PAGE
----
Precinct 4 County Commissioner Terry Ross was legally removed Wednesday from the job he’s been suspended from performing for more than two years.
The action by District Judge Roger Towery ends a two-year saga revolving around a child’s playhouse.
Judge Towery granted County Attorney James Stainton’s request to issue a summary judgment in the civil suit regarding the commissioner’s removal. The order, filed in the clerk’s office of the 271st District Court, reads:
“The court finds that (Ross) was convicted of a misdemeanor involving official misconduct during the time he held public office. Pursuant to Local Government Code 87.031, the court orders that Terry Ross is immediately removed from the office of Wise County commissioner, Precinct 4.”
Stainton said it’s “the right result.”
“It fits the law. When you plead guilty to a criminal offense tied to your elected office, you shouldn’t expect to stay in office,” he said.
Ross pleaded guilty Sept. 23, 2013, to abuse of official capacity, a misdemeanor, which was tied to the construction of a playhouse for his grandchildren in the Precinct 4 barn. Two felony charges were dismissed as part of a plea agreement, which gave him $500 restitution and 180 days in jail, probated for one year.
The removal was the result of a civil suit filed by retired Texas Ranger Lane Akin of Decatur in June of 2012. The civil suit was filed four months after the playhouse was seized from the Ross home as the result of an investigation that started in late 2011.
UNDECIDED ON APPEAL
Ross now has 30 days in which to appeal the ruling on his removal. Friday he told the Messenger he hadn’t yet made up his mind.
“I haven’t even talked to my attorney,” he said.
At stake is close to $150,000. If Ross gets the job back, the county would be required to pay him for the time he was suspended, which totaled $146,453.12 as of March 15. His removal does not affect his retirement.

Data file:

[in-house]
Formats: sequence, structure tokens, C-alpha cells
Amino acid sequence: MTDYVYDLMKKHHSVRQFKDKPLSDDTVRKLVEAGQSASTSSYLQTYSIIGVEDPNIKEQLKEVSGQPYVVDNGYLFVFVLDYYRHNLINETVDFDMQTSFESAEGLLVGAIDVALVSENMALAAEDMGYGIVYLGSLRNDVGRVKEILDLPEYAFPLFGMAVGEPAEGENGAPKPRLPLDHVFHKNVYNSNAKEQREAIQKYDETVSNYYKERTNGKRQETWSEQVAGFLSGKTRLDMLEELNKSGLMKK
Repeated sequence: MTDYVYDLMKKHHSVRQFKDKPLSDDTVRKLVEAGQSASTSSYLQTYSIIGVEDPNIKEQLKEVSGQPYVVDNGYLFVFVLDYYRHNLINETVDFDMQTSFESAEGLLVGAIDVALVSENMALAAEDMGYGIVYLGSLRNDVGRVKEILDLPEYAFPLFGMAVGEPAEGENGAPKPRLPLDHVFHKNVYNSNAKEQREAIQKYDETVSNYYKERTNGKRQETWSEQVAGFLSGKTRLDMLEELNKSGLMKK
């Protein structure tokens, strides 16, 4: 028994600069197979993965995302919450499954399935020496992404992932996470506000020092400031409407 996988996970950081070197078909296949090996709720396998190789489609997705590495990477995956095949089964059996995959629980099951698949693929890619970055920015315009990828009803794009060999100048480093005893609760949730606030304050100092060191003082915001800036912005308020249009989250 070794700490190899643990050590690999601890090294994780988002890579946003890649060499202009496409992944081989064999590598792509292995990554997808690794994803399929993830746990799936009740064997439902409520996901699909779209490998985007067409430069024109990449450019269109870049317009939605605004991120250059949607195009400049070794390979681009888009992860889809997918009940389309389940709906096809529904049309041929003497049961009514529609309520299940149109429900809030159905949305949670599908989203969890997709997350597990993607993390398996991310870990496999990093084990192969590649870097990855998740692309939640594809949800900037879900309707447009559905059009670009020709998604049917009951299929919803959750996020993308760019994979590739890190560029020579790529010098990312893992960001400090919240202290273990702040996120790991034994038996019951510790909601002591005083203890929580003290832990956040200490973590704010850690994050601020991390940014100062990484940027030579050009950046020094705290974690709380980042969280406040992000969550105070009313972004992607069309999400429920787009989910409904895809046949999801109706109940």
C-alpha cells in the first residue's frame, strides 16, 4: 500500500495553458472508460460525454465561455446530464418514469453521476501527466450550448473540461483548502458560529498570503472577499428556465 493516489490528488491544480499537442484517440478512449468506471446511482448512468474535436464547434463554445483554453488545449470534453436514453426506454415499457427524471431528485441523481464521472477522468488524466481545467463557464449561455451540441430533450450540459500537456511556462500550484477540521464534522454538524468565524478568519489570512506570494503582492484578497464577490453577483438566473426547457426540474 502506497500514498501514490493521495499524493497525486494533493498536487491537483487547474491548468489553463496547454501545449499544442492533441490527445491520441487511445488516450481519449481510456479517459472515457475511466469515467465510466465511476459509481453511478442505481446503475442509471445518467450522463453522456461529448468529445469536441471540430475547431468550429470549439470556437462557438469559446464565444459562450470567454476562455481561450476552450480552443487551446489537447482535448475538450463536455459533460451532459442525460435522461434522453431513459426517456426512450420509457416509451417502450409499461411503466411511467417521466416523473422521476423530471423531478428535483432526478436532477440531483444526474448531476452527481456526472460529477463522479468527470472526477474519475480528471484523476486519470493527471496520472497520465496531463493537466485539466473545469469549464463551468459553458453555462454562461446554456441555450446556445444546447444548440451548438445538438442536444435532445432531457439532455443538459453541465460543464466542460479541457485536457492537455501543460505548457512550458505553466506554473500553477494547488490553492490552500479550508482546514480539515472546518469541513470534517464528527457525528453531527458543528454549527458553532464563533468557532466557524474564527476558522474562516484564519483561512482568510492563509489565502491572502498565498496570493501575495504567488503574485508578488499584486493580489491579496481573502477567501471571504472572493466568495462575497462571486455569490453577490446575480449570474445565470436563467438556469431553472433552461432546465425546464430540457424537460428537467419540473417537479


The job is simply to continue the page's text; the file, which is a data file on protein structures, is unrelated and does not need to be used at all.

Ross, 53, has worked for the county for 11 years and was serving his third term as county commissioner.
Despite being temporarily suspended, he ran for re-election in the March 4 primary but was defeated soundly by Gaylord Kennedy, 981 to 319. A third candidate, David Stewart, received 351 votes.
Ross said, “It was kind of hard to [win] with the press,” and doubts that he’ll seek public office again, although his removal doesn’t prohibit it.
“It just depends on what I start right now and get into doing,” he said.
Ross’ attorney, David Fielding, did not return the Messenger’s call.
Stainton said Towery had reviewed the pleadings and had made his decision when he arrived in Decatur Wednesday morning to file the order.
“The lawyers agreed to submit everything without argument,” Stainton said. “It was about as simple as it can be.”
The county attorney said he’s glad to be moving forward.
“It’s taken a significant amount of time from my office,” he said. “But I believed in it from the beginning. When former Texas Ranger Lane Akin brings something to you, you pay attention.”
Stainton said he believes the ruling shows that if a person is entrusted with taxpayer money, he or she will be held accountable for it.
“When you choose to plead guilty, you choose to accept the consequences,” he said.
HUGHES STEPS DOWN
On Thursday, interim Precinct 4 Commissioner Glenn Hughes resigned. He was appointed to the position by Towery in August 2012 at the time of Ross’ suspension. Hughes is also the county’s special project manager.
His resignation leaves two vacancies on commissioners court – the Precinct 4 post and the county judge position, which was left vacant following the death of the late County Judge Bill McElhaney.
Wise County commissioners will discuss appointing an interim county judge at Monday’s commissioners meeting, and the newly appointed judge will later appoint someone to fill the Precinct 4 position.
The meeting starts at 9 a.m. in the third-floor conference room of the courthouse in Decatur. The public is welcome.